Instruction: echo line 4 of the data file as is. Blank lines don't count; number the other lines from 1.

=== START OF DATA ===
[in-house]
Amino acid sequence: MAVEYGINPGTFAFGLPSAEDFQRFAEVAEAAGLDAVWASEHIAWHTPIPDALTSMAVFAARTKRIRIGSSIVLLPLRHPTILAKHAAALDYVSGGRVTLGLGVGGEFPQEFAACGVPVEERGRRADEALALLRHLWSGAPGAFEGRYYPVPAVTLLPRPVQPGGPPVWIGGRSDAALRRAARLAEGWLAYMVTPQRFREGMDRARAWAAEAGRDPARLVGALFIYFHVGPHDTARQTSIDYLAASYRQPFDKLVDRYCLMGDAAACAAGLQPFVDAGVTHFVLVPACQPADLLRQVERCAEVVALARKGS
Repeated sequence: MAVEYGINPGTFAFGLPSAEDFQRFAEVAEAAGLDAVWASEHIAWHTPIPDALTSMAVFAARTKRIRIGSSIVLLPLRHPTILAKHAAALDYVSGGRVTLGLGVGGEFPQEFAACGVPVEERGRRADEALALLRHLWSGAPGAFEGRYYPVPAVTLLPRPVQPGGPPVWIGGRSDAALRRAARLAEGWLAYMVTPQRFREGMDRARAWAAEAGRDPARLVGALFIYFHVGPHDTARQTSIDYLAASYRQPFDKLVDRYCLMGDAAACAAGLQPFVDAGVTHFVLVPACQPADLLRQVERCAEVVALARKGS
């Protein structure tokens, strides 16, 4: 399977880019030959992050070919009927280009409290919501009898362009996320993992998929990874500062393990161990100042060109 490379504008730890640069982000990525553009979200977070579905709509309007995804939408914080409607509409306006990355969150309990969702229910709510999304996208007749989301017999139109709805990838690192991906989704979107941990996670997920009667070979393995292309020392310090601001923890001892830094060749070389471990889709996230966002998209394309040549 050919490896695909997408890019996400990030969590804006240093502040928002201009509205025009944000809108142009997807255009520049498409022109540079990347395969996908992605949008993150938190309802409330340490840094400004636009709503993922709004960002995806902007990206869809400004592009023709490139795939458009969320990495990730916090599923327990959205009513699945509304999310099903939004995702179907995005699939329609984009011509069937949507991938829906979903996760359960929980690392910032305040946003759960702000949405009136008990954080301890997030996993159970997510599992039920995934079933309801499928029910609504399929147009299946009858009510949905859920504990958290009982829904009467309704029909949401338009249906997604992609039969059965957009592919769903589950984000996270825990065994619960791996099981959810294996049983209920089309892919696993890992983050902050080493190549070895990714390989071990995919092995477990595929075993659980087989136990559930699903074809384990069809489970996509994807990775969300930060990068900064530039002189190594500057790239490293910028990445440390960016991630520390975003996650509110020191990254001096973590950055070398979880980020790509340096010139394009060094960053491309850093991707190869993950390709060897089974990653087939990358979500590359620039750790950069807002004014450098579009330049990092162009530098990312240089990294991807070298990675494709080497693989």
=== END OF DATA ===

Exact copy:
């Protein structure tokens, strides 16, 4: 399977880019030959992050070919009927280009409290919501009898362009996320993992998929990874500062393990161990100042060109 490379504008730890640069982000990525553009979200977070579905709509309007995804939408914080409607509409306006990355969150309990969702229910709510999304996208007749989301017999139109709805990838690192991906989704979107941990996670997920009667070979393995292309020392310090601001923890001892830094060749070389471990889709996230966002998209394309040549 050919490896695909997408890019996400990030969590804006240093502040928002201009509205025009944000809108142009997807255009520049498409022109540079990347395969996908992605949008993150938190309802409330340490840094400004636009709503993922709004960002995806902007990206869809400004592009023709490139795939458009969320990495990730916090599923327990959205009513699945509304999310099903939004995702179907995005699939329609984009011509069937949507991938829906979903996760359960929980690392910032305040946003759960702000949405009136008990954080301890997030996993159970997510599992039920995934079933309801499928029910609504399929147009299946009858009510949905859920504990958290009982829904009467309704029909949401338009249906997604992609039969059965957009592919769903589950984000996270825990065994619960791996099981959810294996049983209920089309892919696993890992983050902050080493190549070895990714390989071990995919092995477990595929075993659980087989136990559930699903074809384990069809489970996509994807990775969300930060990068900064530039002189190594500057790239490293910028990445440390960016991630520390975003996650509110020191990254001096973590950055070398979880980020790509340096010139394009060094960053491309850093991707190869993950390709060897089974990653087939990358979500590359620039750790950069807002004014450098579009330049990092162009530098990312240089990294991807070298990675494709080497693989």